The California coast is disappearing under the rising sea: Our choices are grim

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The California coast is disappearing under the rising sea: Our choices are grim

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The California coast grew and prospered during a remarkable moment in history when the sea was at its tamest.

But the mighty Pacific, unbeknownst to all, was nearing its final years of a calm but unusual cycle that had lulled dreaming settlers into a false sense of endless summer.

Elsewhere, Miami has been drowning, Louisiana shrinking, North Carolina’s beaches disappearing like a time lapse with no ending. While other regions grappled with destructive waves and rising seas, the West Coast for decades was spared by a rare confluence of favorable winds and cooler water. This “sea level rise suppression,” as scientists call it, went largely undetected. Blinded from the consequences of a warming planet, Californians kept building right to the water’s edge.

But lines in the sand are meant to shift. In the last 100 years, the sea rose fewer than 9 inches in California. By the end of this century, the surge could be greater than 9 feet.

Wildfire and drought dominate the climate change debates in the state. Yet this less-talked-about reality has California cornered. The coastline is eroding with every tide and storm, but everything built before we knew better—Pacific Coast Highway, multimillion-dollar homes in Malibu, the rail line to San Diego—is fixed in place with nowhere to go.

But the world is getting hotter, the great ice sheets still melting, the rising ocean a slow-moving disaster that has already swept past California’s front door. Seaside cliffs are crumbling in Pacifica, bringing down entire buildings. Balboa Island, barely above sea level, is spending $1.8 million to raise the wall that separates it from the ocean.

Winter storms pummeled a Capistrano Beach boardwalk, turning the idyllic shoreline into a construction zone as bulldozers rushed to stack boulders into a barricade. From San Diego to Humboldt counties, homeowners scramble to fend off increasing erosion and storm surges, pleading with officials for bigger seawalls that can hold back the even bigger ocean.

There are only so many ways to play against the rising sea. Seawalls are one option, but they come with a hidden cost—forcing the sand before them to wash away. For every new seawall protecting a home or a road, a beach for the people is sacrificed.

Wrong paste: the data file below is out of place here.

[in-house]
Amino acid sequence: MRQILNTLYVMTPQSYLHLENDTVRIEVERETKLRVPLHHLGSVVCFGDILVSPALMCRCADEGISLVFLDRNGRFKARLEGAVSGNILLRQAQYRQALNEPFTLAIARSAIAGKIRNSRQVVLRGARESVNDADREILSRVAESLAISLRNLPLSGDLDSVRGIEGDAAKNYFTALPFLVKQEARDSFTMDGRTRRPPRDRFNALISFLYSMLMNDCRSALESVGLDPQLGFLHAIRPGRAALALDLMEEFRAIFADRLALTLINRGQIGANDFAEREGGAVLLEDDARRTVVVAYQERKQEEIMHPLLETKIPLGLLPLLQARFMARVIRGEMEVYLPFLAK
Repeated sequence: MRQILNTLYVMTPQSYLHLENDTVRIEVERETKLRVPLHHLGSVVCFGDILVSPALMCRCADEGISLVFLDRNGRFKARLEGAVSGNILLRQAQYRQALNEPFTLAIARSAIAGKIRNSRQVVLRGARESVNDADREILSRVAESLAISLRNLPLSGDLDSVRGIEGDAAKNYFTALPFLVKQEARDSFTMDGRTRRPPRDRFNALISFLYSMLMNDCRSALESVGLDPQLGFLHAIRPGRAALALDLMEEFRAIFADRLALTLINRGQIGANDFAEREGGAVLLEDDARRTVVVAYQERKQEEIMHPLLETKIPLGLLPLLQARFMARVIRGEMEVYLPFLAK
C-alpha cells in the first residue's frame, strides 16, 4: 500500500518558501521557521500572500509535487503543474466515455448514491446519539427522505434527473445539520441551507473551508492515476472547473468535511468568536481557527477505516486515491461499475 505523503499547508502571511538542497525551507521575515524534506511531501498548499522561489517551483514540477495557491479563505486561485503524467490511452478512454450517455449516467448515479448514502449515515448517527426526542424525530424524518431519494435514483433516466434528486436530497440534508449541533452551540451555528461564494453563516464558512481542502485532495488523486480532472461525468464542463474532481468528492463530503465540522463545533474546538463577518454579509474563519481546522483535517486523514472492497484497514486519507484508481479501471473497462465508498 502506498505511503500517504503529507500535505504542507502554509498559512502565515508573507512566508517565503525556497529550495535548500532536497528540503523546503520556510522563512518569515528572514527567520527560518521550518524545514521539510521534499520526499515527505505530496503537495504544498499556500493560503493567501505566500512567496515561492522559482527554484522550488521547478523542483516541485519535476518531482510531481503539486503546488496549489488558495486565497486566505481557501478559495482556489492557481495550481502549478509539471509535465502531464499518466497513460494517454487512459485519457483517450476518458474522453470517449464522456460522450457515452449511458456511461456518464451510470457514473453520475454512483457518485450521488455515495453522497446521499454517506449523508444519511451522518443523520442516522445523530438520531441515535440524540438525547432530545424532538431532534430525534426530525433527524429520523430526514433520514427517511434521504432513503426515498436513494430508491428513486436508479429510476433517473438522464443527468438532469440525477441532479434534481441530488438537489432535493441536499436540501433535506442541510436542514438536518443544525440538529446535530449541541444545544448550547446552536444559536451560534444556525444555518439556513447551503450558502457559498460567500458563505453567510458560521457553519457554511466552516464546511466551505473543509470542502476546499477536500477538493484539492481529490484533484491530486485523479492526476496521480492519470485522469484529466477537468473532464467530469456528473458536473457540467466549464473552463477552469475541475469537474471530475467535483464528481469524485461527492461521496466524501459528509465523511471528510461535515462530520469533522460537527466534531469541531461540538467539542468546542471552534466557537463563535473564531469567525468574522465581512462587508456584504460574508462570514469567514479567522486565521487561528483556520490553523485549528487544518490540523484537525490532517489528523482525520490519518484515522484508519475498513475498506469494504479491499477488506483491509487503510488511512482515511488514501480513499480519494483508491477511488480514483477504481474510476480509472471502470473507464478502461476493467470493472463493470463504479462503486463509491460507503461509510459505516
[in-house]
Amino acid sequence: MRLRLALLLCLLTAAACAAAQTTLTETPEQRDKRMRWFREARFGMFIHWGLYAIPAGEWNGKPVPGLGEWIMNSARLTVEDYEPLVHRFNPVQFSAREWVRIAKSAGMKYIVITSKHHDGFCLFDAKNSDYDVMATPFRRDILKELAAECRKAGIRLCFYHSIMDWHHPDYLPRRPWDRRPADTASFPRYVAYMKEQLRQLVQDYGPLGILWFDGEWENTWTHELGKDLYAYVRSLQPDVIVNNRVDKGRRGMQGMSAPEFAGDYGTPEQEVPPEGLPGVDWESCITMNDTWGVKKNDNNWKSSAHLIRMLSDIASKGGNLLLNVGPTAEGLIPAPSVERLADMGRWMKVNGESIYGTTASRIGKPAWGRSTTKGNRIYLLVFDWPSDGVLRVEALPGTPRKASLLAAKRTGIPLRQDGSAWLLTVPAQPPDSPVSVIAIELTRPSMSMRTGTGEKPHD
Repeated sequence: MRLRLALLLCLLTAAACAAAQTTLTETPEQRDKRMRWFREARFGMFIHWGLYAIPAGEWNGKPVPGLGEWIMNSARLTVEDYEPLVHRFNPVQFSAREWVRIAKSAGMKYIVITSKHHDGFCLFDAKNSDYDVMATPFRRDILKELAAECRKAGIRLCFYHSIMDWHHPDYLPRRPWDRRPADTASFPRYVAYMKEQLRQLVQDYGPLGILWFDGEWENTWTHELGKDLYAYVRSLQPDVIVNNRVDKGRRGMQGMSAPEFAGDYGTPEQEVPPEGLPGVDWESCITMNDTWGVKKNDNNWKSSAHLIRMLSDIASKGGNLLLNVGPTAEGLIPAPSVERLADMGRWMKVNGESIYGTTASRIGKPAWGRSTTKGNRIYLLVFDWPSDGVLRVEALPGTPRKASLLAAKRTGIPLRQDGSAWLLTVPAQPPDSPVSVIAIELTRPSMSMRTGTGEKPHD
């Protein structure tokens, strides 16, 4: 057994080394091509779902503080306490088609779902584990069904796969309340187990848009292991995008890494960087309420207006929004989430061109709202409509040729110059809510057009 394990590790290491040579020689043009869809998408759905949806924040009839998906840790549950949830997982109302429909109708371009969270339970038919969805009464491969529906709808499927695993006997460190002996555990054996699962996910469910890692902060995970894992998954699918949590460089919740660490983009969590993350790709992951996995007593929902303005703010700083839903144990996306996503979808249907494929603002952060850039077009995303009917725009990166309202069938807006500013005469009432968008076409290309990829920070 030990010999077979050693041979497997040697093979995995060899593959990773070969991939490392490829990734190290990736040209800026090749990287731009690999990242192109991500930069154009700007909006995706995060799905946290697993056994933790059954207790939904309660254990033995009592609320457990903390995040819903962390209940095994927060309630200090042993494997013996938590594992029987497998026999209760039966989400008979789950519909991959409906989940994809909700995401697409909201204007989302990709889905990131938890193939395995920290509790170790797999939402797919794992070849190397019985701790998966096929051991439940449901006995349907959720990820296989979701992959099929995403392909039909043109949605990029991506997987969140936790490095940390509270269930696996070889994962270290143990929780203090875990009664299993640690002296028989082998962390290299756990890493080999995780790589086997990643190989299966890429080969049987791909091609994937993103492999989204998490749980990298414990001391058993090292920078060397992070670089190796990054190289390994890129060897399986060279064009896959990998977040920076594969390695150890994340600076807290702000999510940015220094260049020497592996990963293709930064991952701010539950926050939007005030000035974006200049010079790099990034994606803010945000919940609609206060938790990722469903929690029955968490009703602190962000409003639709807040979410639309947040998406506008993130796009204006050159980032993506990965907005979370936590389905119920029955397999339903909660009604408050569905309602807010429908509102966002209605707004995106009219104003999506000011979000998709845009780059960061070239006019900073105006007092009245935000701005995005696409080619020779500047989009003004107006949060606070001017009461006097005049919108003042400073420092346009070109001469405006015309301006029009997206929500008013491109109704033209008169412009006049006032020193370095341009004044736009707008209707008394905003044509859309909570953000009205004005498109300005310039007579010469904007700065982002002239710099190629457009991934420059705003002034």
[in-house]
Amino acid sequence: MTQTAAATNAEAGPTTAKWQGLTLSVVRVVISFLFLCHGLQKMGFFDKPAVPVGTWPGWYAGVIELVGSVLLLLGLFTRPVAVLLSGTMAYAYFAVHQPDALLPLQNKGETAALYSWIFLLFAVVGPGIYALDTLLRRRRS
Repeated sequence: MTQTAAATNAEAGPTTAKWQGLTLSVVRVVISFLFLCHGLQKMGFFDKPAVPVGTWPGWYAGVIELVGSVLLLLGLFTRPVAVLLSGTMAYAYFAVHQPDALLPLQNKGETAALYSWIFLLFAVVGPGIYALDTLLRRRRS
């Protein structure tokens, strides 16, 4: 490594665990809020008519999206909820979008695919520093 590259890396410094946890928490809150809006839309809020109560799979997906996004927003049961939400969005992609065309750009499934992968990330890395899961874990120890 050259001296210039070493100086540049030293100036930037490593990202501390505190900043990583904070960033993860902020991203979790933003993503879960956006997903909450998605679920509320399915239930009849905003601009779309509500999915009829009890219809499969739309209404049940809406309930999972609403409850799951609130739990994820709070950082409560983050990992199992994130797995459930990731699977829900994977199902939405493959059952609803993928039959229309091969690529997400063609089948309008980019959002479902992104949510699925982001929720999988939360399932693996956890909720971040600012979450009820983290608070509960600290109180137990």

Adding sand to disappearing beaches is another tactic, but that race against nature lasts only so long as there’s money and enough sand.

Then there’s what scientists and economists and number-crunching consultants call “managed retreat”: Move back, relocate, essentially cede the land to nature. These words alone have roiled the few cities bold enough to utter them. Mayors have been ousted, planning documents rewritten, campaigns waged over the very thought of turning prime real estate back into dunes and beaches.

Retreat is as un-American as it gets, neighborhood groups declared. To win, California must defend.

But at what cost? Should California become one long wall of concrete against the ocean? Will there still be sandy beaches or surf breaks to cherish in the future, oceanfront homes left to dream about? More than $150 billion in property could be at risk of flooding by 2100—the economic damage far more devastating than the state’s worst earthquakes and wildfires. Salt marshes, home to shorebirds and endangered species, face extinction. In Southern California alone, two-thirds of beaches could vanish.

The state has both no time and too much time to act, spiraling into paralyzing battles over the why, who, when and how. It’s not too late for Californians to lead the way and plan ahead for sea level rise, experts say, if only there is the will to accept the bigger picture.

Returning after mudslides and wildfire. Rebuilding in flood zones. The human urge to outmatch nature is age-old. We scoff at the fabled frog that boiled to death in a pot of slowly warming water—but refuse to confront the reality of the sea as it pushes deeper into our cities.

We’ve all played by the shore and built castles in the sand, but seem to forget what happens next: The ocean always wins.

Pacifica—A town on the edge